burgh. At this early age Davy laid down for himself a plan of education, which embraced the circle of the sciences; and by his eighteenth year he had acquired the rudiments of botany, anatomy, and physiology, the simpler mathematics, metaphysics, natural philosophy, and chemistry. But chemistry soon arrested his whole attention. As far as can be ascertained, the first original experiment performed by him at Penzance was for the purpose of investigating the nature of the air contained in the bladders of sea-weed. His instruments, however, were of the rudest description, manufactured by himself out of the motley materials which fell in his way: the pots and pans of the kitchen were appropriated without ceremony, and even the phials and gallipots of his master were without the least remorse put in requisition. While upon this subject, the following anecdote may not be unamusing: —A French vessel having been wrecked near the Land's End, the surgeon became acquainted with young Davy, and, in return for some kind offices, presented him with his case of surgical instruments. The contents were eagerly turned out and examined; not, however, with any professional view of their utility, but in order to ascertain how far they might be convertible to philosophical purposes. The old-fashioned and clumsy clyster-apparatus was viewed with exultation, and seized with avidity. What violent changes, what reverses, may not be suddenly effected by a simple accident! so says the moralist — behold an illustration : in the brief space of an hour, did this long-neglected and unobtrusive machine, emerging from its obscurity and insignificance, figure away in all the pomp and glory of a complicated piece of pneumatic apparatus. The most humble means may, undoubtedly, accomplish the highest objects, — the filament of a spider's web has been used to measure the motions of the stars; but that a worn-out clyster-pipe should have thus furnished the first philosopher of the age with the only means of enquiry within his reach, certainly affords a whimsical illustration of the maxim. Nor can we pass over these circumstances without observing how materially they must have influenced the subsequent success of Davy as an experimentalist: had he in the commencement of his career been furnished with all those appliances which he enjoyed at a later period, it is more than probable that he might never have acquired that wonderful tact of manipulation, that ability of suggesting expedients, and of contriving apparatus, so as to meet and surmount the difficulties which must constantly arise during the progress of the philosopher through the unbeaten tracks and unexplored regions of science. In this art Davy certainly stands unrivalled; and, like his prototype Scheele, he was unquestionably indebted for his address to the circumstances which have been alluded to: there never, perhaps, was a more striking exemplification of the adage, that " Necessity is the parent of invention." The next prominent occurrence in Davy's life was his introduction to Mr. Davies Giddy, now Mr. Gilbert, the present distinguished and popular president of the Royal Society. The manner in which this happened furnishes an additional instance of the power of mere accident in altering our destinies. Mr. Gilbert's attention was, from some trivial cause, attracted to the young chemist, as he was carelessly lounging over the gate of his father's house. A person in the company of Mr. Gilbert observed, that the boy in question was young Davy, who was much attached to chemistry. "To chemistry !" said Mr. Gilbert; " if that be the case I must have some conversation with him." Mr. Gilbert, who, as is well known, possesses a strong perception of character, soon discovered ample proofs of genius in the youth; and liberally offered him the use of his library, or any other assistance that he might require, for the pursuit of his studies. Another circumstance also occurred, which afterwards contributed to introduce Davy to notice. Mr. Gregory Watt, who had long been an invalid, was recommended by his physicians to reside in the West of England; and he accordingly went to Penzance, and lodged with Mrs. Davy. It may easily be supposed, that two kindred spirits would not be long in contracting an acquaintance and friendship. Before the formation of the Geological Society of London, which has been the means of introducing more rational and correct views in the science over which it presides, geologists were divided into two great parties, — Neptunists and Plutonists; the one affirming that the globe was indebted for its form and arrangement to the agency of water, the other to that of fire. It so happened, that the professors of Oxford and Cambridge ranged themselves under opposite banners: Dr. Beddoes was a violent and uncompromising Plutonist, while professor Hailstone was as decided a Neptunist. The rocks of Cornwall were appealed to as affording support to either theory ; and the two professors, who, although adverse in opinion, were united in friendship, determined to proceed together to the field of dispute, each hoping that he might thus convict the other of his error. The geological combatants arrived at Penzance; and Davy became known to them, through the medium of Mr. Gilbert. Mr. Watt was also enthusiastic in his praise; and it so happening that at that time Dr. Beddoes had just established at Bristol his "Pneumatic Institution," for the purpose of investigating the medical powers of the different gases, he proposed to Mr. Davy, who was then only nineteen years of age, but who, in addition to the recommendations that have been mentioned, had prepossessed the professor in his favour by an essay in which was propounded a new theory of heat and light, to suspend his plan of going to Edinburgh, and to undertake the superintendance of the necessary experiments. This proposal Davy eagerly accepted. It is now generally acknowledged, that the art of physic has not derived any direct advantage from the application of a class of agents that held out the highest promise of benefit; and they are, accordingly, rarely used in the treatment of disease, except, perhaps, by a few ignorant or crafty empirics. The investigation, however, paved the way to some new and important discoveries in science; so that, although our philosophers failed in obtaining the treasure for which they so eagerly dug, they, at least, by turning up and pulverising the soil, rendered it fertile. Such were the circumstances that first extricated Davy from the obscurity of his native town, and paved the way to an eminence which but very few philosophers in this or any other country have been able to attain. Davy was now constantly engaged in the prosecution of new experiments; in the conception of which, as he himself candidly informs us, he was greatly aided by the conversation and advice of his friend Dr. Beddoes. He was also occasionally assisted by Mr. W. Clayfield, a gentleman ardently attached to chemical pursuits, and whose name is not unknown in the annals of science; indeed it appears that to him Davy was indebted for the invention of a mercurial air-holder, by which he was enabled to collect and measure the various gases submitted to examination. In the course of these investigations, the respirability and singularly intoxicating effects of nitrous oxide were first discovered; which led to a new train of research concerning its preparation, composition, properties, combinations, and physiological action on livhig beings ; enquiries which were extended to the different substances connected with nitrous oxide, such as nitrous gas, nitrous acid, and ammonia; when, by multiplying experiments, and comparing the facts they disclosed, Davy ultimately succeeded in reconciling apparent anomalies; and, by removing the greater number of those difficulties which had obscured this branch of science, was enabled to present a clear and satisfactory history of the combinations of Oxygen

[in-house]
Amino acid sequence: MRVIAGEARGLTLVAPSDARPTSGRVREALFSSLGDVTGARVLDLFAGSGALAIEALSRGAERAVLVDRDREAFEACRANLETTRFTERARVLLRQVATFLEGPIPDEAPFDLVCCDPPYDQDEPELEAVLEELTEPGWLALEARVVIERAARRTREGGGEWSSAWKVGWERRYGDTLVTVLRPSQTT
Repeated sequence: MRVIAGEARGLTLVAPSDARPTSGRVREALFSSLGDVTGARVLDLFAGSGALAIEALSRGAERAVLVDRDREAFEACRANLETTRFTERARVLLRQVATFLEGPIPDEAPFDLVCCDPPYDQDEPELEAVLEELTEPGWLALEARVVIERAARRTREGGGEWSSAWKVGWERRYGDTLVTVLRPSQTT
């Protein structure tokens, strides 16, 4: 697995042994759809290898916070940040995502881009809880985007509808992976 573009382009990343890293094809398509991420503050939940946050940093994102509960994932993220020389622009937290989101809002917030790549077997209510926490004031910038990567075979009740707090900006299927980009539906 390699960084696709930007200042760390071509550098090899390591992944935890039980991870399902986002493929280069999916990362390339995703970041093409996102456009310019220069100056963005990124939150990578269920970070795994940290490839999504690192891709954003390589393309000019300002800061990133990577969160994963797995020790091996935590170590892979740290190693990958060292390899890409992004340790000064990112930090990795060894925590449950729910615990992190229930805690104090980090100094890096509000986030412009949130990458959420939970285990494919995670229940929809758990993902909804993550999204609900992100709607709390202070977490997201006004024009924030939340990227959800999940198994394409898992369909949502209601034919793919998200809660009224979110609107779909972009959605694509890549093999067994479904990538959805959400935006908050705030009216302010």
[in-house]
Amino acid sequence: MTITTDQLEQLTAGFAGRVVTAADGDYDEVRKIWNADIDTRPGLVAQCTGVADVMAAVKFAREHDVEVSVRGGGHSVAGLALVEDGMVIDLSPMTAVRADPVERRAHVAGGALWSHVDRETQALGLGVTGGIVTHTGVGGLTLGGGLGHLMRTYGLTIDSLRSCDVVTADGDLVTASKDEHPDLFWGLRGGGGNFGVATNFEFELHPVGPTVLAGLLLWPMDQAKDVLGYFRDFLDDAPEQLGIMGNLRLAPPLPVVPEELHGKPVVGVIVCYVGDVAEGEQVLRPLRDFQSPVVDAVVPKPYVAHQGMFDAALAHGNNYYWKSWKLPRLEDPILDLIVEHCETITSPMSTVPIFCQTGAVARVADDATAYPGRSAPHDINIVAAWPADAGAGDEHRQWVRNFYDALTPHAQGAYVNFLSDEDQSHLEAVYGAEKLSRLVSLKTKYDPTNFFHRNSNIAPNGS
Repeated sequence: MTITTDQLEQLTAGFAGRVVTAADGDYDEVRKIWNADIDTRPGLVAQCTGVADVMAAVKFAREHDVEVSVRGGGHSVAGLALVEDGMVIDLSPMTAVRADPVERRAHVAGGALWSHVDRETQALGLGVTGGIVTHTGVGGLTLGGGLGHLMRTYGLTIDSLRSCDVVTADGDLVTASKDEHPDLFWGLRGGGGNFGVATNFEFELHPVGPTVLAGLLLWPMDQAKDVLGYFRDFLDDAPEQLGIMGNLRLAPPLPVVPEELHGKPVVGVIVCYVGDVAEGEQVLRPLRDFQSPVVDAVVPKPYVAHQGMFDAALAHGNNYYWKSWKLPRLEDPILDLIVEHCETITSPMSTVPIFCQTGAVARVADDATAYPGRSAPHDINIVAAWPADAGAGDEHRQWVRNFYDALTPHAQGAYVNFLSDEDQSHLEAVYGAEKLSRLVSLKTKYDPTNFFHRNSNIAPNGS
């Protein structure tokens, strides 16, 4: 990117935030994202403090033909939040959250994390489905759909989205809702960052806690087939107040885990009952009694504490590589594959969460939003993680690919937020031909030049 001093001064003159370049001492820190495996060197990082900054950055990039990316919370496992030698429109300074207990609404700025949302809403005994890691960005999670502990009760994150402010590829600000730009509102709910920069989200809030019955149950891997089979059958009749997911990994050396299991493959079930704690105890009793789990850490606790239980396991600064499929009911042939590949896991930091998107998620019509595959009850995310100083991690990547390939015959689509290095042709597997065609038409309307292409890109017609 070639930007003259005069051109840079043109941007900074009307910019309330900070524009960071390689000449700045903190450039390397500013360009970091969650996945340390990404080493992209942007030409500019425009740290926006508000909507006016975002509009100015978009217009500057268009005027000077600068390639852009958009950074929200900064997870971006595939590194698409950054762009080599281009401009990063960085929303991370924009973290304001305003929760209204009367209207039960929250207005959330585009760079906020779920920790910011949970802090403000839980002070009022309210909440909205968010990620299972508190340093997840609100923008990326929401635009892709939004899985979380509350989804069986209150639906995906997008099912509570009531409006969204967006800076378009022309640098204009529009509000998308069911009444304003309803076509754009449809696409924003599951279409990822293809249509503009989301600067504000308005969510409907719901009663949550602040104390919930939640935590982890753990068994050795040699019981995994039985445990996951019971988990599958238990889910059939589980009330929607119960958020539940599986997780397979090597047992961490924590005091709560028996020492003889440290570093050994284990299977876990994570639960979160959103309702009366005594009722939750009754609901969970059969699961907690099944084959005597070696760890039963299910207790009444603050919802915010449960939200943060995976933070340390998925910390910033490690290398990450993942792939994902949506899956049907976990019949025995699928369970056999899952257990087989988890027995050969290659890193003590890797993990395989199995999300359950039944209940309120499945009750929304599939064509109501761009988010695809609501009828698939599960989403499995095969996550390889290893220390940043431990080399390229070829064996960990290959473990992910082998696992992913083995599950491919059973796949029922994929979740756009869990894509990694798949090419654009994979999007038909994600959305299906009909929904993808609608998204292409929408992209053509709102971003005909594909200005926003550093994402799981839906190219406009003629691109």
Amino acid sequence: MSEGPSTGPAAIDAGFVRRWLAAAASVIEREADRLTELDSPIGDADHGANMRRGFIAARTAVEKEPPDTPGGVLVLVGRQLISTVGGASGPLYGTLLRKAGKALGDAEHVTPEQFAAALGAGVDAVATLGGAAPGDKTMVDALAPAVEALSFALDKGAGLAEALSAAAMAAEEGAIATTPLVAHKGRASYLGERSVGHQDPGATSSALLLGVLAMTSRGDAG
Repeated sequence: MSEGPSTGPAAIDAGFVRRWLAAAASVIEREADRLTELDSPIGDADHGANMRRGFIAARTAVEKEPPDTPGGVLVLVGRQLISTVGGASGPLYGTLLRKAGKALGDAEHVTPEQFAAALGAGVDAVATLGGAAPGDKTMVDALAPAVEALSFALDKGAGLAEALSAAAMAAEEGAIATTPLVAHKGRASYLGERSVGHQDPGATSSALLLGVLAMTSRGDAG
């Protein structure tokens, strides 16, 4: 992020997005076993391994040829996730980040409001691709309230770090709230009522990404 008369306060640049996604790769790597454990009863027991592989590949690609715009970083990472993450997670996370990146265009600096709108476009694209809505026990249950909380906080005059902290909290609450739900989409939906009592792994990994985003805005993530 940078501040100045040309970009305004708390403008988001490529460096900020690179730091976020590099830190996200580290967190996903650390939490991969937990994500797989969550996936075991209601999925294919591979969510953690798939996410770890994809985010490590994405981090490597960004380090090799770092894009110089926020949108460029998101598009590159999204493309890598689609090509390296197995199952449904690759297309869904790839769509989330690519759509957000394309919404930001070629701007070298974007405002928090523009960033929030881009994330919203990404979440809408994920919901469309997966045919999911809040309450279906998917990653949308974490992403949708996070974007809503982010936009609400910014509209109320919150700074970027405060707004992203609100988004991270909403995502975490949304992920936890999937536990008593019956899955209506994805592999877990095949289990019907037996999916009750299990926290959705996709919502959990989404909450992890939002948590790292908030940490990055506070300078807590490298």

and NITROGEN. These interesting results were published in a separate volume, entitled "Researches, Chemical and Philosophical, chiefly concerning Nitrous Oxide and its Respiration; by Humphry Daxy, Superintendant of the Medical Pneumatic Institution." Of the value of this production, the best criterion is to be found in the admiration which it excited: its author was barely twenty-one years old, and yet, although a mere boy, he was hailed as the Hercules in science, who had cleared an Augean stable of its impurities. In a majority of

« ElőzőTovább »